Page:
For just under $100,000, 122 PACE seniors so far have been trained on grandpads, Anderson said. That includes training for PACE staff and other start-up costs as well.

That’s not cheap, but consider that the money paid out for technology used by more than 100 seniors is roughly about as much as a senior’s one-year stay in a shared room in a Michigan nursing home, according to an October report by the American Council on Aging.

Anderson said the technology’s video capabilities are crucial, allowing PACE social workers, therapists and medical staff to see a participant rather than rely on what they’re being told.

“You can say ‘Yep, I’m fine,’ and ‘I’m not stressed,’” to a doctor, he said.  “But if … you look disheveled, if you’re still in your pajamas at 5 o’clock, maybe those are signs that you’re not really ‘fine.’ Those may be clinical signs of depression.”

The technology also allows staff to ask participants to show them what’s in their refrigerator as a way to make sure meals are delivered on time. They can watch as a senior stands from a chair or navigates a room.

The telehealth and other video capabilities are not meant to replace personal contact, but to supplement it, PACE’s Anderson said.

“If someone looks unsteady, I’ll guarantee you that we’ll have someone out from our team that afternoon with a walker if that’s what it takes to help prevent a fall,” he said.

In addition to a telehealth portal, each tablet was configured for that participant with trivia quizzes, casino games, stories about history or from museums.

A large medical icon directly connects the senior to the health clinic. An icon with a van connects them to transportation. A loved one’s picture opens up a virtual chat with that person who accesses the Grandpad technology from their smartphone.

There are no passwords. No confusing phone trees. No URLs.

And there’s a joke-of-the day.

"They're so corny, but you have to laugh," said Clarence Semmes, 70, of Dearborn Heights, who even in isolation this spring was able to “meet” his newborn grandchild in Ohio. "They're dad jokes."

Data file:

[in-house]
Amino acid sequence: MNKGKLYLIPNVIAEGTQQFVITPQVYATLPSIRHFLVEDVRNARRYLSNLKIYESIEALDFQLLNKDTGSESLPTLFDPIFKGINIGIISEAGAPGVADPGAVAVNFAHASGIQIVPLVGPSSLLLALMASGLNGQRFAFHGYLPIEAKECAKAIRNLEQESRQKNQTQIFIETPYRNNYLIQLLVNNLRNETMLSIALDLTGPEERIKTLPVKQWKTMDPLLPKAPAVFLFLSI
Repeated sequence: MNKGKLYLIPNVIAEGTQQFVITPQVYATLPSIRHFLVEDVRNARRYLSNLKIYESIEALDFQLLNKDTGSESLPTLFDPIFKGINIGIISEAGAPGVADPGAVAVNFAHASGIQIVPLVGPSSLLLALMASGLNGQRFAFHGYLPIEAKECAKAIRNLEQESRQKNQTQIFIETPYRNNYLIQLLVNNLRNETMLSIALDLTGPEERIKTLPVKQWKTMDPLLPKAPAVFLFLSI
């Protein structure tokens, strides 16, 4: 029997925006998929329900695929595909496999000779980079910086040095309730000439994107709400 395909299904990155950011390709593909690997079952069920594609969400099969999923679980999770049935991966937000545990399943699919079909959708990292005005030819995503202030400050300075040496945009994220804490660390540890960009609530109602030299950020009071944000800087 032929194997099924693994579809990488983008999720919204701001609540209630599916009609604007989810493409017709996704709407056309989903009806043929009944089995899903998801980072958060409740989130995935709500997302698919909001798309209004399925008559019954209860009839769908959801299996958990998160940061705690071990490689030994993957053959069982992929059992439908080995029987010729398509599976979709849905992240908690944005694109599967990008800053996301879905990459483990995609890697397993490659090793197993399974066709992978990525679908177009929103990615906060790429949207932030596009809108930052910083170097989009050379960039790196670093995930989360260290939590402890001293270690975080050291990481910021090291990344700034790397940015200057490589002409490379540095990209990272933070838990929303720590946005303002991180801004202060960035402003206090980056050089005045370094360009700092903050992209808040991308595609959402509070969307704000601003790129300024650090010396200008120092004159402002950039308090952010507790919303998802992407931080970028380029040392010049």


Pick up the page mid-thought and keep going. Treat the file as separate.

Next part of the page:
Grandpad, in fact, has been handed out to more than 1,000 seniors at six PACE programs across the country, said Jay Hansen, a Grandpad representative working with PACE of SE Michigan. 

The average age of the Grandpad user is 83 years old, and that holds roughly true for PACE Grandpad users as well, he said.

Usage among the 122 PACE seniors varies, but about one in five of the participants tap on their tablet at least once a day. All told, the PACE participants average 2,456 clicks weekly, according to Anderson.

One small study, published in 2019 in a journal of The Gerontological Society of America, concluded that the Grandpad technology “can easily be implemented in health care settings.” Among the 21 patients aged 60 to 94, more than four in five reported the Grandpad was easy to use and helped them connect to their providers.

At PACE, Anderson said he plans to compare hospitalizations and emergency room visits among Grandpad users compared to non users once the pandemic threat has passed.

Joyce Hearn, 69, is a fan, even though she gave up on her desktop computer long ago.

In those isolating winter months at her Detroit home, Hearn’s Grandpad linked her to health providers at PACE while it also offered trivia games with PACE friends, crosswords, and beautiful scenes from faraway places — like Madagascar with its bright green lizards, outer space with sunlight sending beautiful colors onto meteors and other places “I would never ever see,” she said.

“I almost got depressed for a while, but it helped me out because you can’t believe how many things I can do with it,” she said. “You’d be really surprised.”